Decreasing Gap Between Developers and Designers

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For the past, there has been a cold war happening between designers and developers. Designers have fumed about just how dependent they must be on developers to create mockups that go beyond limited static images. On the flip side, developers have resented their need for skilled designers to help them turn their own concepts into fully fledged, user-friendly interfaces.

But as design tools get better and easier to use, the cold war is coming to an end.

It’s possible now to create a fairly impressive interactive prototype of an app without any coding experience. This means that designers can test new apps without writing a single line of code. It also means that developers can use simple tools to work out their own professional-looking designs without others help.

Designers can obviously still benefit from learning to code, and developers should probably study design, but the gap between the two is getting easier and easier to bridge.

The main role of digital designers five to seven years ago was to design static images of pages and screens in Photoshop to then hand off to a wizard developer who would turn them into a functional website or app. The “mockup” was always a limited output. It was static, the data was fake, and there were zero interactions. Have you ever run a user test with a static image? It doesn’t go far.

Endless back and forth communication between designers and developers trying to understand the designer’s intent would create email chains long enough to wrap around the globe. Weeks of development would go by only to discover after launch that what the developer understood by “slide up” was very different from what the designer had in mind. It was hell.

In a world like this, it’s no wonder every developer wrote an article that designers should learn to code. The developer who received an un-annotated PSD with dozens of unlabeled layers would not be blamed for wanting to jump out of the nearest window.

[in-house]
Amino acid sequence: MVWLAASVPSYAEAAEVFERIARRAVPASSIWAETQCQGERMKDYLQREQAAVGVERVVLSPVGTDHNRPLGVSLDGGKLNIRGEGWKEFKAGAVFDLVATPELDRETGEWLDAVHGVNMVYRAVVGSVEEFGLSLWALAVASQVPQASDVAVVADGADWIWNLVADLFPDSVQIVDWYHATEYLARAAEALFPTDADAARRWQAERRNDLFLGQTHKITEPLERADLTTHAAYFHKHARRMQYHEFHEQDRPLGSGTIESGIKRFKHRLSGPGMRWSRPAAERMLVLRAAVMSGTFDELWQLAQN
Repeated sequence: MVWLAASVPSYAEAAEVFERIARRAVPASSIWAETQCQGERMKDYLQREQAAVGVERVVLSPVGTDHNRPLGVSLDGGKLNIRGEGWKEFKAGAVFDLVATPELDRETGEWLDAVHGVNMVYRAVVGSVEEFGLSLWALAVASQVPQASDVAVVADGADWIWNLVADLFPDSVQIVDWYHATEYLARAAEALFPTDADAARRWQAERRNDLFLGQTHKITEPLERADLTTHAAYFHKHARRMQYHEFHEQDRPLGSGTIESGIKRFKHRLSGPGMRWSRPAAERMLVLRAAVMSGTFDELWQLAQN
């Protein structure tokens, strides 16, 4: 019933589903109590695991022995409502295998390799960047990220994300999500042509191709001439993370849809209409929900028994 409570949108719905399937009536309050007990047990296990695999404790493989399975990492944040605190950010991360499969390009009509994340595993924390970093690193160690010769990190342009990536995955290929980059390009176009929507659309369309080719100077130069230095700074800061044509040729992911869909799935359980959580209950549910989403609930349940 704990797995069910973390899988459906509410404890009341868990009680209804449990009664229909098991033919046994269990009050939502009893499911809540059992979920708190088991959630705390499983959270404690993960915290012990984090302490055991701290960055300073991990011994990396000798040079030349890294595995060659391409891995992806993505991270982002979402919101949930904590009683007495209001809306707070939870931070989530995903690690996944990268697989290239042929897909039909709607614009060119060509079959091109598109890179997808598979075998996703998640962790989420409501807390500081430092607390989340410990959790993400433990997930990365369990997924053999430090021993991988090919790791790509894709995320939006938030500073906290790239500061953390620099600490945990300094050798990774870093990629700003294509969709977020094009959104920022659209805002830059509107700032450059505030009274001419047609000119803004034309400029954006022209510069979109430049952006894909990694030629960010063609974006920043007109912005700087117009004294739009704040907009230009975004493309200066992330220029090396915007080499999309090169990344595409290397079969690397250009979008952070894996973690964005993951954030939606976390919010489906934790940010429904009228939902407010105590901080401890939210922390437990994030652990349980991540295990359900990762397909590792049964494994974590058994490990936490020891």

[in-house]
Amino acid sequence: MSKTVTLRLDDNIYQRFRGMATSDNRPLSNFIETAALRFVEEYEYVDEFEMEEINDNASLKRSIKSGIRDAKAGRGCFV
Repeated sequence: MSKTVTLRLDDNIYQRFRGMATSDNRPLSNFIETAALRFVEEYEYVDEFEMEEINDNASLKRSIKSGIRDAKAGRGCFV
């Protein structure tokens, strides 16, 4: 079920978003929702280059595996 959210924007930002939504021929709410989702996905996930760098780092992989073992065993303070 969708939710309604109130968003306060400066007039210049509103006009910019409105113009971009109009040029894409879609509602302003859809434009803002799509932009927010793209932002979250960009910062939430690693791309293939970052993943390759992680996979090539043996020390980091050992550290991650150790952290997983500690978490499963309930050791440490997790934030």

At the same time, developers who were interested in designing their own apps were frustrated by the complexity of tools like Photoshop and Illustrator. They needed an entire graphic design education on top of their computer science learning in order to bring their own ideas to fruition. Developers who tried to cut corners and design for themselves on the fly ended up with under-designed, under-tested apps that floundered as soon as they hit the market.

Digital Design Doesn’t Stuck Anymore

Now, the situation between designers and developers is significantly better. With the invention of clever design tools and platforms like Craft by InVision, the InVision app, Framer, Flow, Flinto/Principle, and Sketch, designers and developers can easily design a prototype of an app and test it without the user even knowing that they’re using an app with no back-end.

The app will appear to work fully from the user’s perspective. Every single interaction, every flow will be there. The designer can gain valuable insights without touching a line of code, and the developer can create designs of their own with a few simple clicks.

Top six design tools:

Craft by InVision

This suite of apps lets designers pull in real data rather than the standard “Lorem ipsum” and Michael Jackson icon filler. The various apps work together to make the design process smoother and more automated. The apps support collaboration, mockup of prototypes, syncing, and most importantly, your own data.


InVision really changed the game by letting designers create mockups that are not static. With InVision’s simple tools, images can be transformed into clickable, interactive prototypes that feel like real apps. InVision supports collaboration, making it easier for fellow designers and users to comment on changes every step of the way.


Framer is kind of like InVision, but it has the ability to pull off more complex interactions. Some pretty major companies use Framer to help them design apps that are intuitive and useful, but also simple. Uber is a prime example. They have used Framer to design their Apple Watch app and UberPOOL.


Both of these apps can be used to create complex animations in minutes. They both take a bit of learning, but once designers become proficient with these apps, they can easily create animations that look and feel extremely professional, not like chintzy fillers.


Sketch is like Photoshop, but with about four times the features for web and app developers. This powerful tool solves the problem of static designs that do nothing by letting designers create icons, interfaces, and websites that are totally unique and handcrafted.


This one feels like a Mike Tyson uppercut. Webflow basically eliminates the need for designers to write any front-end code. Now designers use this beautiful WYSIWYG editor to do all the heavy lifting.

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